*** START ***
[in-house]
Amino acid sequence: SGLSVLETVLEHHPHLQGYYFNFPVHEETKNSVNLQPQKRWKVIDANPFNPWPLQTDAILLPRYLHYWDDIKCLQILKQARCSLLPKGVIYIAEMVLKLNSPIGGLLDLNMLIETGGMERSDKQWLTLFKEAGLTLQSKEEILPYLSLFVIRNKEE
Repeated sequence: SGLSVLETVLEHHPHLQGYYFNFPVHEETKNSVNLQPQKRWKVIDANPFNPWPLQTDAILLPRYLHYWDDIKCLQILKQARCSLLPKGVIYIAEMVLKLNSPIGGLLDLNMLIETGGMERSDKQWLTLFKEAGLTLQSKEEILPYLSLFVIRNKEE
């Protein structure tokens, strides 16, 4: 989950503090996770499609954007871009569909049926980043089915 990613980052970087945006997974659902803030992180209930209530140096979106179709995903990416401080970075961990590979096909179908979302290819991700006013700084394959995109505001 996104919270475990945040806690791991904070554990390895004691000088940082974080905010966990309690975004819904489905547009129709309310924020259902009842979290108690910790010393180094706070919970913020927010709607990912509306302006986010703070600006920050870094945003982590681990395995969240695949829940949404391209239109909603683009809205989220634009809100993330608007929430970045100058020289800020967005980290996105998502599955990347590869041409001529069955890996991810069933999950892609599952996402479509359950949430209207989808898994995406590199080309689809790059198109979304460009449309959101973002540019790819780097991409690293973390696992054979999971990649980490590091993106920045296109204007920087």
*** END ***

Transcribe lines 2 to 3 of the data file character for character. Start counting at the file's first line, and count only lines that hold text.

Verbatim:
Amino acid sequence: SGLSVLETVLEHHPHLQGYYFNFPVHEETKNSVNLQPQKRWKVIDANPFNPWPLQTDAILLPRYLHYWDDIKCLQILKQARCSLLPKGVIYIAEMVLKLNSPIGGLLDLNMLIETGGMERSDKQWLTLFKEAGLTLQSKEEILPYLSLFVIRNKEE
Repeated sequence: SGLSVLETVLEHHPHLQGYYFNFPVHEETKNSVNLQPQKRWKVIDANPFNPWPLQTDAILLPRYLHYWDDIKCLQILKQARCSLLPKGVIYIAEMVLKLNSPIGGLLDLNMLIETGGMERSDKQWLTLFKEAGLTLQSKEEILPYLSLFVIRNKEE